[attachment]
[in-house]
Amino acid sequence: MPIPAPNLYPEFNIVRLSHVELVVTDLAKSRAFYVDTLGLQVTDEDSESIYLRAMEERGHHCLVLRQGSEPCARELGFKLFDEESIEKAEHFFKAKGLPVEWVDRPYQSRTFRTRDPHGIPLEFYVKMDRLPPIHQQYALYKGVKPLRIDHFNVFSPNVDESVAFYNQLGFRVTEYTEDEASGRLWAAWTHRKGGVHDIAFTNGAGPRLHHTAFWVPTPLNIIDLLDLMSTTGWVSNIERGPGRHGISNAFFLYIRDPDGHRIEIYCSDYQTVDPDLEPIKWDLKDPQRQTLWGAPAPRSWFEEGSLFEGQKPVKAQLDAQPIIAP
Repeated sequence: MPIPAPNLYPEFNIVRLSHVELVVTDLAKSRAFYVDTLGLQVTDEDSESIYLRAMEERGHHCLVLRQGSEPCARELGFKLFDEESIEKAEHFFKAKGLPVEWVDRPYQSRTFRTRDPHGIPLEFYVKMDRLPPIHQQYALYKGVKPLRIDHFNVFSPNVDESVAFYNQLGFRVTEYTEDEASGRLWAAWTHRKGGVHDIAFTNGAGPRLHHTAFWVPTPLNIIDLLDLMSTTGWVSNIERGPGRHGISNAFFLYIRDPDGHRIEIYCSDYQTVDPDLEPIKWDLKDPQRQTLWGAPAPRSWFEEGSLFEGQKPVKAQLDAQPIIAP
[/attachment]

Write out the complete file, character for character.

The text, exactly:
[in-house]
Amino acid sequence: MPIPAPNLYPEFNIVRLSHVELVVTDLAKSRAFYVDTLGLQVTDEDSESIYLRAMEERGHHCLVLRQGSEPCARELGFKLFDEESIEKAEHFFKAKGLPVEWVDRPYQSRTFRTRDPHGIPLEFYVKMDRLPPIHQQYALYKGVKPLRIDHFNVFSPNVDESVAFYNQLGFRVTEYTEDEASGRLWAAWTHRKGGVHDIAFTNGAGPRLHHTAFWVPTPLNIIDLLDLMSTTGWVSNIERGPGRHGISNAFFLYIRDPDGHRIEIYCSDYQTVDPDLEPIKWDLKDPQRQTLWGAPAPRSWFEEGSLFEGQKPVKAQLDAQPIIAP
Repeated sequence: MPIPAPNLYPEFNIVRLSHVELVVTDLAKSRAFYVDTLGLQVTDEDSESIYLRAMEERGHHCLVLRQGSEPCARELGFKLFDEESIEKAEHFFKAKGLPVEWVDRPYQSRTFRTRDPHGIPLEFYVKMDRLPPIHQQYALYKGVKPLRIDHFNVFSPNVDESVAFYNQLGFRVTEYTEDEASGRLWAAWTHRKGGVHDIAFTNGAGPRLHHTAFWVPTPLNIIDLLDLMSTTGWVSNIERGPGRHGISNAFFLYIRDPDGHRIEIYCSDYQTVDPDLEPIKWDLKDPQRQTLWGAPAPRSWFEEGSLFEGQKPVKAQLDAQPIIAP